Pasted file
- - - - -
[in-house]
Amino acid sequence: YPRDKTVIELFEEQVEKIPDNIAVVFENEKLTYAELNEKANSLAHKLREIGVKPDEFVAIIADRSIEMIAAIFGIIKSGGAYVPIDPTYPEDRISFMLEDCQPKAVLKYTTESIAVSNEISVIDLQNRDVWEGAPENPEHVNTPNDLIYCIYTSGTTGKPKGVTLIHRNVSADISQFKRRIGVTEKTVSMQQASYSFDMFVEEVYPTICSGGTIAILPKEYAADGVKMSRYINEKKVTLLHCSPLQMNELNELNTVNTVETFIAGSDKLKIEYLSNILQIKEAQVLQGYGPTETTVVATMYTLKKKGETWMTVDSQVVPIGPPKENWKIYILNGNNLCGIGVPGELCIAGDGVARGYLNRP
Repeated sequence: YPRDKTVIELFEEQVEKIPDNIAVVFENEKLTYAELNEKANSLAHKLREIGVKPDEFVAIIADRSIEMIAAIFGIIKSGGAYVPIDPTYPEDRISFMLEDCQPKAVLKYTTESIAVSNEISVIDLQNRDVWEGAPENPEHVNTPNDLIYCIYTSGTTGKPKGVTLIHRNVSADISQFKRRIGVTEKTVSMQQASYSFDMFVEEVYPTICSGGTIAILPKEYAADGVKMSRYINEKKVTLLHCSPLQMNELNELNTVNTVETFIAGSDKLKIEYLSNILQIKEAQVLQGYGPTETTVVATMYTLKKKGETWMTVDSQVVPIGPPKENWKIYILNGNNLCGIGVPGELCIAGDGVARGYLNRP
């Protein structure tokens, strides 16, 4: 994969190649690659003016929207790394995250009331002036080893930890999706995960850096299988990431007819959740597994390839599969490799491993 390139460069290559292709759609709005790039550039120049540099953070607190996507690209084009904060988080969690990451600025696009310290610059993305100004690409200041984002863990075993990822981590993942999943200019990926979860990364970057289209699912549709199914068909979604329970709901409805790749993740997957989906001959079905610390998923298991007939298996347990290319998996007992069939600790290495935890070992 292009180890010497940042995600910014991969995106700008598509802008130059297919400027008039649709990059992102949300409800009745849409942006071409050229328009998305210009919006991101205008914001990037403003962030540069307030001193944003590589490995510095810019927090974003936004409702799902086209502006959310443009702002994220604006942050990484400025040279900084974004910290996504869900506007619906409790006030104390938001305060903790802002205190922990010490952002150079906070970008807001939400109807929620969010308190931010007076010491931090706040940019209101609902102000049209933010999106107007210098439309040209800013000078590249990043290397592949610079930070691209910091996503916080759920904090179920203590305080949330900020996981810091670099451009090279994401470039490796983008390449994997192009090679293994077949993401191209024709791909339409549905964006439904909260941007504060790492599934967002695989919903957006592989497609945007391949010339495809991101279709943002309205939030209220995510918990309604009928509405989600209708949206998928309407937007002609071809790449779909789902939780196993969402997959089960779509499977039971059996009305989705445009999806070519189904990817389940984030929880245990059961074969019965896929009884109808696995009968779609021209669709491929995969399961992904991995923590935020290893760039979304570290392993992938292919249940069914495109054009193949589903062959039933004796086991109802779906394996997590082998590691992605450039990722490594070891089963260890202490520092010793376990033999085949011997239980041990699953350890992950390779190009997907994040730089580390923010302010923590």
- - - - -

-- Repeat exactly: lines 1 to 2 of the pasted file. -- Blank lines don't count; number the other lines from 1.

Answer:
[in-house]
Amino acid sequence: YPRDKTVIELFEEQVEKIPDNIAVVFENEKLTYAELNEKANSLAHKLREIGVKPDEFVAIIADRSIEMIAAIFGIIKSGGAYVPIDPTYPEDRISFMLEDCQPKAVLKYTTESIAVSNEISVIDLQNRDVWEGAPENPEHVNTPNDLIYCIYTSGTTGKPKGVTLIHRNVSADISQFKRRIGVTEKTVSMQQASYSFDMFVEEVYPTICSGGTIAILPKEYAADGVKMSRYINEKKVTLLHCSPLQMNELNELNTVNTVETFIAGSDKLKIEYLSNILQIKEAQVLQGYGPTETTVVATMYTLKKKGETWMTVDSQVVPIGPPKENWKIYILNGNNLCGIGVPGELCIAGDGVARGYLNRP